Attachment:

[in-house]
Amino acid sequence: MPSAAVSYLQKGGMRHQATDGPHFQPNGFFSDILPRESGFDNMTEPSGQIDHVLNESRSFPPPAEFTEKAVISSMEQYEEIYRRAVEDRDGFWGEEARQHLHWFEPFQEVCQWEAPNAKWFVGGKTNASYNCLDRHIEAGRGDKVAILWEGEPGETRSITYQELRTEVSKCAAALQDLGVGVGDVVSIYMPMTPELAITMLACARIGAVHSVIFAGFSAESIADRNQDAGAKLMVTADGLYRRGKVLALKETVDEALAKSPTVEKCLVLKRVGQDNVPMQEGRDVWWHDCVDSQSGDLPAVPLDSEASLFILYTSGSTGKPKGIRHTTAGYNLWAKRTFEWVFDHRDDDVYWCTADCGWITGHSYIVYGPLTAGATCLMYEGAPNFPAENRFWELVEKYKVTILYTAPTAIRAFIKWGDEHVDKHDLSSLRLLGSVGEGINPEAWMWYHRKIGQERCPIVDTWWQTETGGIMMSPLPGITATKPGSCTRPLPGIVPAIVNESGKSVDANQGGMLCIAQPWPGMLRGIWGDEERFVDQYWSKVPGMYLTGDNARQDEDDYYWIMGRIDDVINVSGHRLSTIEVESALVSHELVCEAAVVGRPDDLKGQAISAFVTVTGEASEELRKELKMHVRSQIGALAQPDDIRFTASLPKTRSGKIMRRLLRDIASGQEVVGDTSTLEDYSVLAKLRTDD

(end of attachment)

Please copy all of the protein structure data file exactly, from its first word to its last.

[in-house]
Amino acid sequence: MPSAAVSYLQKGGMRHQATDGPHFQPNGFFSDILPRESGFDNMTEPSGQIDHVLNESRSFPPPAEFTEKAVISSMEQYEEIYRRAVEDRDGFWGEEARQHLHWFEPFQEVCQWEAPNAKWFVGGKTNASYNCLDRHIEAGRGDKVAILWEGEPGETRSITYQELRTEVSKCAAALQDLGVGVGDVVSIYMPMTPELAITMLACARIGAVHSVIFAGFSAESIADRNQDAGAKLMVTADGLYRRGKVLALKETVDEALAKSPTVEKCLVLKRVGQDNVPMQEGRDVWWHDCVDSQSGDLPAVPLDSEASLFILYTSGSTGKPKGIRHTTAGYNLWAKRTFEWVFDHRDDDVYWCTADCGWITGHSYIVYGPLTAGATCLMYEGAPNFPAENRFWELVEKYKVTILYTAPTAIRAFIKWGDEHVDKHDLSSLRLLGSVGEGINPEAWMWYHRKIGQERCPIVDTWWQTETGGIMMSPLPGITATKPGSCTRPLPGIVPAIVNESGKSVDANQGGMLCIAQPWPGMLRGIWGDEERFVDQYWSKVPGMYLTGDNARQDEDDYYWIMGRIDDVINVSGHRLSTIEVESALVSHELVCEAAVVGRPDDLKGQAISAFVTVTGEASEELRKELKMHVRSQIGALAQPDDIRFTASLPKTRSGKIMRRLLRDIASGQEVVGDTSTLEDYSVLAKLRTDD